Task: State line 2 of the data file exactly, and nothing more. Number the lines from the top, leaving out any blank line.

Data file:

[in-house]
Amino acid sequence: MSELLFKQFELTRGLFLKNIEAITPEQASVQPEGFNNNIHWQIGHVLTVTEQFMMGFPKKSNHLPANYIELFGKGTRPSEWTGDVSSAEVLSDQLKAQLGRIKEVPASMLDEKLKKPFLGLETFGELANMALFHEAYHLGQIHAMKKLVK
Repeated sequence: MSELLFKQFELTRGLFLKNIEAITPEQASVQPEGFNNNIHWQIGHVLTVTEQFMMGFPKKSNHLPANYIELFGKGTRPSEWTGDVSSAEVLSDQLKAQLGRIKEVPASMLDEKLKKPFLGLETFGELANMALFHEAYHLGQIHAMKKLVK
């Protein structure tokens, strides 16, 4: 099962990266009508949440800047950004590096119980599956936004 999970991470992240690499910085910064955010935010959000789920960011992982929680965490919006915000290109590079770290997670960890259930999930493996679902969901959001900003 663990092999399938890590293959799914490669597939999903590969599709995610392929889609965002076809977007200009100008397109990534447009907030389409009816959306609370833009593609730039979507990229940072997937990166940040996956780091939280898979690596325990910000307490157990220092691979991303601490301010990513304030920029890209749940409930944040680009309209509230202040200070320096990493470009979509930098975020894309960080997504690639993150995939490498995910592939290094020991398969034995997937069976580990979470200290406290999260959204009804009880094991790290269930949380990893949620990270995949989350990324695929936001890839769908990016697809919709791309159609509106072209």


Amino acid sequence: MSELLFKQFELTRGLFLKNIEAITPEQASVQPEGFNNNIHWQIGHVLTVTEQFMMGFPKKSNHLPANYIELFGKGTRPSEWTGDVSSAEVLSDQLKAQLGRIKEVPASMLDEKLKKPFLGLETFGELANMALFHEAYHLGQIHAMKKLVK